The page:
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With multi-tasking, constant interruptions and our hurried pace these days, proofreading errors are proliferating. Mean wile, we risk losing credibility in the eyes of our readers.
For many writers -- and I'm one of them -- it's easier to proofread (not proof read) on paper than on screen. For this reason, I like to print my copy on scrap paper and proofread it that way, one word at a time. Aye also change the font and enlarge it so that the patterns of letters that have become familiar to me while composing look fresh and new. Altering the appearance of my text in this way helps my eyes challenge the image held in my mind.
I fish I could spot every error. Despite my efforts, however, I continue to embarrass (not embarass) myself with alarming regularity. But this year will be different. In 2010, I vow to produce error-free text. I resolve, in short, to be perfect.
Perhaps you made the same resolution. And perhaps so far this year yew have avoided writing suppose for supposed or inadvertently omitting a number in a sequence of items. If so, I congratulate you.
But for me, proofreading can be eh nightmare. When I think of all the proofreading errors I've made over the years, I find it difficult to sleep at night. The only thing that gives me peas is to be foal of determination to make no proofreading errors in 2010. None. Zilch. Zero.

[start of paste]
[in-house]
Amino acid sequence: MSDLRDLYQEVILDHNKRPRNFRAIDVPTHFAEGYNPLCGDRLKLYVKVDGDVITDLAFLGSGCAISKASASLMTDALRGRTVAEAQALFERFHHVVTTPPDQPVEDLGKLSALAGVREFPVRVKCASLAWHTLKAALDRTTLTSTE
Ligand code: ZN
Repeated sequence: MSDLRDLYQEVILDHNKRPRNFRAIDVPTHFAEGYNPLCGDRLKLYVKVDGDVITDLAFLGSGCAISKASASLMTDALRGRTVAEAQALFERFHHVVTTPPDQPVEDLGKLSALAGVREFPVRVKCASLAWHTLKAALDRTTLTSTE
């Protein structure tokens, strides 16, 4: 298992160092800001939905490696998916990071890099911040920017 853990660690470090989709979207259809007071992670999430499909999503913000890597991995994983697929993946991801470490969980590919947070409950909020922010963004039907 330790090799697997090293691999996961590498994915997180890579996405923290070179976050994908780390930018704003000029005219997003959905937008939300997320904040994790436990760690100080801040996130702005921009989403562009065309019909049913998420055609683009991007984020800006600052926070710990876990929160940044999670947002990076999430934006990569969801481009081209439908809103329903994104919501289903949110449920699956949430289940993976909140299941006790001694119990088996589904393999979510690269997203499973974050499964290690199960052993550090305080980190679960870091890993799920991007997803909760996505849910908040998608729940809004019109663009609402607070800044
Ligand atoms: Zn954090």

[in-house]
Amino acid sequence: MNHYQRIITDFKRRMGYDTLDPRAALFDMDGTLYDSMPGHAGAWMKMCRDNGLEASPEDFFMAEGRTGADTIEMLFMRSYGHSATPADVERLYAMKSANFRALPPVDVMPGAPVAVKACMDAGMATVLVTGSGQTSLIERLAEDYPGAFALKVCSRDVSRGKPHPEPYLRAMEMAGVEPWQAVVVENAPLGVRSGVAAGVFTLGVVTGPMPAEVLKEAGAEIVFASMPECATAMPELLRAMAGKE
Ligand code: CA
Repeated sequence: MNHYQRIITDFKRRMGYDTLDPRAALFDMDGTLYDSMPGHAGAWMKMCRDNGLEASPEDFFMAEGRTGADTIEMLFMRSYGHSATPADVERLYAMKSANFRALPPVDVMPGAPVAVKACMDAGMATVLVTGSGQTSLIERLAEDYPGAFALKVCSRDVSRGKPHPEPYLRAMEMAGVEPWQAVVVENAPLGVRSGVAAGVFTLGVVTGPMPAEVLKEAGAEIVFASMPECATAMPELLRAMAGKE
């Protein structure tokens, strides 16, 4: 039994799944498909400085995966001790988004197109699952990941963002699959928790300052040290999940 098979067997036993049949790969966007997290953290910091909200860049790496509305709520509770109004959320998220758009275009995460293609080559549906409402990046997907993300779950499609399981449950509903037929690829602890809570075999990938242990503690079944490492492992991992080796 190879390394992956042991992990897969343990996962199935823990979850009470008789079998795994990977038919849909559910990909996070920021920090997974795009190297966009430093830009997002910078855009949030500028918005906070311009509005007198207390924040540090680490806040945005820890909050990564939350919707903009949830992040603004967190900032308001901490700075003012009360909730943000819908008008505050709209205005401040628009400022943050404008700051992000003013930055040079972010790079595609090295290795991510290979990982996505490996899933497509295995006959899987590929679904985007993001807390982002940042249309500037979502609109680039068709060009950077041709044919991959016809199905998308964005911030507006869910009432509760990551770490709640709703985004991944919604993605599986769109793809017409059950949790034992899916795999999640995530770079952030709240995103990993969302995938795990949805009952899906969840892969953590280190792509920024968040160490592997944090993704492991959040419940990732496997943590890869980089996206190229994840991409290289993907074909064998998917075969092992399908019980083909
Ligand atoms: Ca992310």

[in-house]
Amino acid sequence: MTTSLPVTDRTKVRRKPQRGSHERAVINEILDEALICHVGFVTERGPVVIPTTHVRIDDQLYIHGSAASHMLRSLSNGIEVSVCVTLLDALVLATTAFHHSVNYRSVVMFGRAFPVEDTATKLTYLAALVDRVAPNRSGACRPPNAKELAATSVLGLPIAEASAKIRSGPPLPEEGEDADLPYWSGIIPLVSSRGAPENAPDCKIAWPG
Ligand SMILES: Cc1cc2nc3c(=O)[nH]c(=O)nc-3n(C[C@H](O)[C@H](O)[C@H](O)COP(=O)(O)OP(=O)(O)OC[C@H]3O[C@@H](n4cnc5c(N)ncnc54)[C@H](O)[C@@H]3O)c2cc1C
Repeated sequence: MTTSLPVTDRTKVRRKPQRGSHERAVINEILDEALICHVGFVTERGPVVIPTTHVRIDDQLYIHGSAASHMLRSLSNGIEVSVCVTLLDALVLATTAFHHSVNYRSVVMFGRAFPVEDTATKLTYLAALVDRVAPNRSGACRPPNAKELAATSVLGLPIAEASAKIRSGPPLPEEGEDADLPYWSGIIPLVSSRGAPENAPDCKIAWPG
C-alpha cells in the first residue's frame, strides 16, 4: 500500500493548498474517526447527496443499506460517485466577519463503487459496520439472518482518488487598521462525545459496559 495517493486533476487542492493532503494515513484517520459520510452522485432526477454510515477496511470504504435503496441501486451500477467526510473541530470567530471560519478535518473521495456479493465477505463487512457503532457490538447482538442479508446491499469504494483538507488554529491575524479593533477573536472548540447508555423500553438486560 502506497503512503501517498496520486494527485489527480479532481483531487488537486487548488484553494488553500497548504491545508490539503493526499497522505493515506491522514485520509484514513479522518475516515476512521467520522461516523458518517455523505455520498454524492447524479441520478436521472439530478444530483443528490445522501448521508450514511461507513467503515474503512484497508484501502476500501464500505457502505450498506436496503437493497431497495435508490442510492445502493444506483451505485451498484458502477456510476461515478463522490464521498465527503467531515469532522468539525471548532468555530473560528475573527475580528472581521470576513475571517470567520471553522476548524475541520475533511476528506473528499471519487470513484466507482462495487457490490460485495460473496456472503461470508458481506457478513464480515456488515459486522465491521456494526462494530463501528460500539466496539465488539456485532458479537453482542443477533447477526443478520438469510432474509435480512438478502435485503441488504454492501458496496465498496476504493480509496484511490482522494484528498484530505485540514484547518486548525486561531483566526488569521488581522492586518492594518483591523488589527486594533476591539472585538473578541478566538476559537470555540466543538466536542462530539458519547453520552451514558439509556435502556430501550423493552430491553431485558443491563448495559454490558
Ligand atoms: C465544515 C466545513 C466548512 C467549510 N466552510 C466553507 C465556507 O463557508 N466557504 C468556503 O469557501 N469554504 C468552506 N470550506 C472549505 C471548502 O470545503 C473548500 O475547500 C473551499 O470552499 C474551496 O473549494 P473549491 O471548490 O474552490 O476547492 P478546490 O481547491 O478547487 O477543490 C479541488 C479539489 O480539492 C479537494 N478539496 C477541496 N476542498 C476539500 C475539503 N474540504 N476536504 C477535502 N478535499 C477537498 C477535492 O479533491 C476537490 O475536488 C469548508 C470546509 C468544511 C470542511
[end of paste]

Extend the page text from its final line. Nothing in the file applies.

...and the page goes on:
In my writing seminars I typically offer this advice:
Read one word at a time, fixating on each word individually.
Read out loud or, if that's not practical, subvocalize to slow yourself down.
Concentrate on one line of text at a time, using a sheet of paper or a card to cover the lines below.
When you find an error, reread the entire sentence in which the error occurred.
Pay special attention to headings, captions and highlighted text because their authoritative appearance can fool you into thinking they contain no errors.
As it was for most people I know, 2009 was an uncommonly rewarding and prosper us year for me, hand I don't want 2010 to be any different. Proofreading errors could very well prevent me from being nappy. So you'll find no errors in anything you see from me.
With one exception. This column contains a proofreading puzzle made up of 11 intentional typographical errors (and I hope no unintentional errors). Each error is an incorrect word or words for the intended meaning, but each incorrect word is also a correctly spelled word, such as nay for may. None of the errors would be detected by your spell checker, as would hte for the.
So, find the 11 errors and correct the misspelled words for a 10-word sentence expressing my New Year's wish for you. Meanwhile, I wish you a peaceful, prosperous and happy deck aide.
(I'm counting those last two words as a single typographical error. You have 10 to go.)